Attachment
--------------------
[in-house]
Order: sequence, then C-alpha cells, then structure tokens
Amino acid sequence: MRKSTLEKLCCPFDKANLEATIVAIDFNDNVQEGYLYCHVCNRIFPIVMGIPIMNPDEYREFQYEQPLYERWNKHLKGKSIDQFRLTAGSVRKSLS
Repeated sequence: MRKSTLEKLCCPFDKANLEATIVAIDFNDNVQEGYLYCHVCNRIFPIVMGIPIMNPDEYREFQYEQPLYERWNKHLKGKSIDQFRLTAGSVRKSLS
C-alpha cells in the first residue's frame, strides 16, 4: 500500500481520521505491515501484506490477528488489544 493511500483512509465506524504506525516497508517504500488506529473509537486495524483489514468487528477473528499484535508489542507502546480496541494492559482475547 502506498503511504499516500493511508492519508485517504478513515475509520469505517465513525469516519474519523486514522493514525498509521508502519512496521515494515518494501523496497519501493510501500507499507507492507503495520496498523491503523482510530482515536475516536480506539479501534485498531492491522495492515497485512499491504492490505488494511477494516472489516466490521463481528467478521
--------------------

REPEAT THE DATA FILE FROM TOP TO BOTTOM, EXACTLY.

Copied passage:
[in-house]
Order: sequence, then C-alpha cells, then structure tokens
Amino acid sequence: MRKSTLEKLCCPFDKANLEATIVAIDFNDNVQEGYLYCHVCNRIFPIVMGIPIMNPDEYREFQYEQPLYERWNKHLKGKSIDQFRLTAGSVRKSLS
Repeated sequence: MRKSTLEKLCCPFDKANLEATIVAIDFNDNVQEGYLYCHVCNRIFPIVMGIPIMNPDEYREFQYEQPLYERWNKHLKGKSIDQFRLTAGSVRKSLS
C-alpha cells in the first residue's frame, strides 16, 4: 500500500481520521505491515501484506490477528488489544 493511500483512509465506524504506525516497508517504500488506529473509537486495524483489514468487528477473528499484535508489542507502546480496541494492559482475547 502506498503511504499516500493511508492519508485517504478513515475509520469505517465513525469516519474519523486514522493514525498509521508502519512496521515494515518494501523496497519501493510501500507499507507492507503495520496498523491503523482510530482515536475516536480506539479501534485498531492491522495492515497485512499491504492490505488494511477494516472489516466490521463481528467478521